I am a reader. I have had a book in my hand as long as I can remember. My parents are both readers and instilled a love of it in their children. My mom loves Debbie Macomber and mysteries set in quilting shops. My dad reads westerns and spy novels. My sister introduced me to Jennifer Weiner and Marian Keyes over ten years ago and she and I both still read their books. So some may say, just by looking at our taste in literature, that my family and I are, mayhaps, not bright as we enjoy subliterature. (Defined as popular writing (as mystery or adventure stories) considered inferior to standard literature.) And here is where I correct that misconception. Both of my parents have degrees, my father in Industrial Engineering; my mom went back to college in her fifties and went on to receive a degree in Information Technology. My sister is in higher education administration and is less than a year out from earning her PhD. I am the Chief Financial Officer of a non-profit at thirty-seven.
This quote from author Jennifer Weiner’s Facebook page is what sparked my diatribe, “New York Magazine’s brand-new book critic published a lengthy piece on Franzen’s latest, where the writer described me as “bestselling but subliterary” (!) and said that, in the absence of a Susan Sontag or Germaine Greer, Franzen has done me the huge favor of even acknowledging my existence — and he’s only done it because it’s “lonely at the top”.” I’m going to be honest and say that this made me both angry and frustrated. I don’t believe in subliterature; all books have their place and while some may not be crowing achievements, all are important. I will read almost anything. I will go from a young adult series about werewolves, to a heartbreaking novel about forced childhood prostitution, to what my husband teasingly refers to as my “vampire porn” to a novel focusing on a dysfunctional family and suicide.
I read to expand my horizons, to feel, to escape and to live through someone else’s actions. If I have had a bad day I don’t want to read about hardship, I want to read about love and laughter. Some days I want to read a memoir to slip into another’s world. Some days it doesn’t matter what I’m reading as long as I’m reading.
In an article from the Harvard Business Review author John Coleman states “…deep, broad reading habits are often a defining characteristic of our greatest leaders and can catalyze insight, innovation, empathy, and personal effectiveness.” and “Reading — whether Wikipedia, Michael Lewis, or Aristotle — is one of the quickest ways to acquire and assimilate new information. Many business people claim that reading across fields is good for creativity. And leaders who can sample insights in other fields, such as sociology, the physical sciences, economics, or psychology, and apply them to their organizations are more likely to innovate and prosper.” In the paper by Anne E. Cunningham and Keith E. Stanovich. “What Reading Does.” they state “We have found that even when performance is statistically equated for reading comprehension and general ability, reading volume is still a very powerful predictor of vocabulary and knowledge differences. Thus, we believe that reading volume is not simply an indirect indicator of ability; it is actually a potentially separable, independent source of cognitive differences.” As part of their testing they also:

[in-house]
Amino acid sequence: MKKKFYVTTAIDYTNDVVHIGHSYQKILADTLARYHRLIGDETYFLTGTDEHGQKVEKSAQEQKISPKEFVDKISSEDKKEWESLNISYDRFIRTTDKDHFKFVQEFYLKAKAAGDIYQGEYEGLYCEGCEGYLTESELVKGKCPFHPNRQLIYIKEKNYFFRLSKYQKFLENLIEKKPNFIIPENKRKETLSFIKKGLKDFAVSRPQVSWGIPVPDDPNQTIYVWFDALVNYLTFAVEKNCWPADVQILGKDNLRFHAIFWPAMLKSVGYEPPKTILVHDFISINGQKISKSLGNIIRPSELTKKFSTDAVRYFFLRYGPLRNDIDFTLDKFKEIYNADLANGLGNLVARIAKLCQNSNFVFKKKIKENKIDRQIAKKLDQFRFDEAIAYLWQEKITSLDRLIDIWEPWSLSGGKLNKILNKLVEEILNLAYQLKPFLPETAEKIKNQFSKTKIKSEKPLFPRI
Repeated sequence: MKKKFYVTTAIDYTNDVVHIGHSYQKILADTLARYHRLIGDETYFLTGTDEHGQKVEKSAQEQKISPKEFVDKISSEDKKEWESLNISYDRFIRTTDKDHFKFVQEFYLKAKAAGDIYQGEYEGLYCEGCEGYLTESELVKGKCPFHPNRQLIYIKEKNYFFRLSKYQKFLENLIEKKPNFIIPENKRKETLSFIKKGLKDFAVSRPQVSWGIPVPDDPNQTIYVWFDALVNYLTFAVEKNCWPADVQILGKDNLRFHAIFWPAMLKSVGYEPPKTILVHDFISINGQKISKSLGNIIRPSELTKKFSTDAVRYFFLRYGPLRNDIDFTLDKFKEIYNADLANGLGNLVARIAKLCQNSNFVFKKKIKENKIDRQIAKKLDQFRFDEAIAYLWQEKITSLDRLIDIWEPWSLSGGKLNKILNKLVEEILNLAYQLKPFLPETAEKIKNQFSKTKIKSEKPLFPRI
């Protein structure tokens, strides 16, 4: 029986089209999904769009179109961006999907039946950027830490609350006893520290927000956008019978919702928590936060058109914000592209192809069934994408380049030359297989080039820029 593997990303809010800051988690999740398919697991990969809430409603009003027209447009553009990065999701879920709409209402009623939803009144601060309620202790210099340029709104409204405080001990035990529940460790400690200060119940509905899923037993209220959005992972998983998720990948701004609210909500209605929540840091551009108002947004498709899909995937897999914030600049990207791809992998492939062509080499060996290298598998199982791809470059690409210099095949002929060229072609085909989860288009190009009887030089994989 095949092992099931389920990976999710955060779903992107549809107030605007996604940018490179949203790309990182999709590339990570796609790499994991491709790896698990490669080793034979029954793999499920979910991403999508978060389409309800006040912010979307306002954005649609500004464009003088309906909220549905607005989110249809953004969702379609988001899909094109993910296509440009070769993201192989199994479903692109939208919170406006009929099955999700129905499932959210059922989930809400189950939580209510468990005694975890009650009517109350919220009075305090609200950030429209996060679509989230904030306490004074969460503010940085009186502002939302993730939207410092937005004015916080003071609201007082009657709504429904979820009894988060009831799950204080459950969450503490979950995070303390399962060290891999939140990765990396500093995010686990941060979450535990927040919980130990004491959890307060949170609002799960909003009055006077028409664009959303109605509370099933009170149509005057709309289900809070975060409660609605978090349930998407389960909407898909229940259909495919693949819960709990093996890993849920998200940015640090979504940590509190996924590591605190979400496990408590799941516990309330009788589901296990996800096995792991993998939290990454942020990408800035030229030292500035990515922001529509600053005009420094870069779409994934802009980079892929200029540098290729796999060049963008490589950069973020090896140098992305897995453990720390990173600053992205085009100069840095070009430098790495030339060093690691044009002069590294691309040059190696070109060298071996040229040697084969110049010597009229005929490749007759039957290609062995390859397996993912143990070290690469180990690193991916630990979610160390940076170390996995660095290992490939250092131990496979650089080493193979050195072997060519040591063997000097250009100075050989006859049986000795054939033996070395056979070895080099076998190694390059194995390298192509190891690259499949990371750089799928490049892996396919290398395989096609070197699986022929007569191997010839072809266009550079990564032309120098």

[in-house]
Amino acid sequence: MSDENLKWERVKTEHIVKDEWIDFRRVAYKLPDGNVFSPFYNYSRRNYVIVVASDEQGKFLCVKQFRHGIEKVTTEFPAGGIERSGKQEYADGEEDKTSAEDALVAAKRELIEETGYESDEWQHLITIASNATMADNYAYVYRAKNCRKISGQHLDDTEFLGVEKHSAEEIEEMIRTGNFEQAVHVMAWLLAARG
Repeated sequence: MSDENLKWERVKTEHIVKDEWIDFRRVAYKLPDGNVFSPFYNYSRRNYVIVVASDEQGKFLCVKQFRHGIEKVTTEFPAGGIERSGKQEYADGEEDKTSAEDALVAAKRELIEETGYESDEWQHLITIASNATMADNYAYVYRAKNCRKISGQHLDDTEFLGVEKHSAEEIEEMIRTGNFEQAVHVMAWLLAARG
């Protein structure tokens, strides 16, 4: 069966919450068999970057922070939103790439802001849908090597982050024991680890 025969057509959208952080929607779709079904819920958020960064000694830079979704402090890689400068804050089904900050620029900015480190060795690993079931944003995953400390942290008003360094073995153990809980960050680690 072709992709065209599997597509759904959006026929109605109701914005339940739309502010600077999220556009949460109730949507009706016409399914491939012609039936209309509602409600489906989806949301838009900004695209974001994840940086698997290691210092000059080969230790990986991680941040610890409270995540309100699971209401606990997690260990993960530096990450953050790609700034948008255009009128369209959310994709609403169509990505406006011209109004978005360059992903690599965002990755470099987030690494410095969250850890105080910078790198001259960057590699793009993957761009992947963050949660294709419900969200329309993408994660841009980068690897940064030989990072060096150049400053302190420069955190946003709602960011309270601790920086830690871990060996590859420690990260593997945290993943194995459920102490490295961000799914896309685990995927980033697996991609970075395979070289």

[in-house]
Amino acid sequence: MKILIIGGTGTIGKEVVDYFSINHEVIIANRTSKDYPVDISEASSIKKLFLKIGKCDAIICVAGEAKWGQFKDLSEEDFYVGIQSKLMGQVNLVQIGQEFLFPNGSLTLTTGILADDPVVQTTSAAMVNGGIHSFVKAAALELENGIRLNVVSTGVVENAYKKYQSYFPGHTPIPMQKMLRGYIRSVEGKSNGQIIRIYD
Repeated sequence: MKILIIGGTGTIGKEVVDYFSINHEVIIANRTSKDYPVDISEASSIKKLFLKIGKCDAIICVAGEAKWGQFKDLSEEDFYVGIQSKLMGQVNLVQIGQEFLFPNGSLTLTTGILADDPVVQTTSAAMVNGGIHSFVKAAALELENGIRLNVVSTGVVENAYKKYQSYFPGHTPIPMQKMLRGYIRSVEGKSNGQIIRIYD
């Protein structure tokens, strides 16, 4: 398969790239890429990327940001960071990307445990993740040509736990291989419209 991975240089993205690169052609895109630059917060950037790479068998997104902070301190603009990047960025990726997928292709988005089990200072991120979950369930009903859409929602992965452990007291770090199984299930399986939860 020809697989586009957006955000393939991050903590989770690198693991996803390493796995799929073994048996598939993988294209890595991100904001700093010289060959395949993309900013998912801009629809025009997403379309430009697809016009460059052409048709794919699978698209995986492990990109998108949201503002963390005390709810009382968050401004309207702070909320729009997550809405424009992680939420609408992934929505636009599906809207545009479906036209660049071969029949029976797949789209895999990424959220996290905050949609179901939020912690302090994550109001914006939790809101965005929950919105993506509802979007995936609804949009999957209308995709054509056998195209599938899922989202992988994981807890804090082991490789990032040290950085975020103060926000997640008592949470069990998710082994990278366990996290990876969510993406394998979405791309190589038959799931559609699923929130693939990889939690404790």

…made an effort to devise questions that were directly relevant to daily living in a technological society in the late twentieth century; for example, What does the carburetor in an automobile do? If a substance is carcinogenic, it means that it is ______? After the Federal Reserve Board raises the prime lending rate, the interest that you will be asked to pay on a car loan will generally increase/decrease/stay the same? What vitamin is highly concentrated in citrus fruits? When a stock exchange is in a “bear market, “what is happening? and so forth. The results indicated that the more avid readers in our study—regardless of their general abilities—knew more about how a carburetor worked, were more likely to know who their United States senators were, more likely to know how many teaspoons are equivalent to one tablespoon, were more likely to know what a stroke was, and what a closed shop in a factory was, etc. One would be hard pressed to deny that at least some of this knowledge is relevant to living in the United States in the late 20th century.
What struck me, was in both of the cited works, it was the diversity and volume of books read, not what type of book it was that mattered. So it doesn’t matter if I’m reading Kierkegaard or Giffin, Chaucer or Ward; what matters is that I keep reading. I think it is an intrinsic part of human nature to be voyeuristic, and books let me do this. So be proud of what you read, walk with your head held high while holding your chick lit and your romance novels. Tell your friends and family how good that story with the Happily Ever After ending was. Post on Facebook your favorite feel good book regardless what hot button political drama is going on. And repeat after me – “Naysayers be damned!”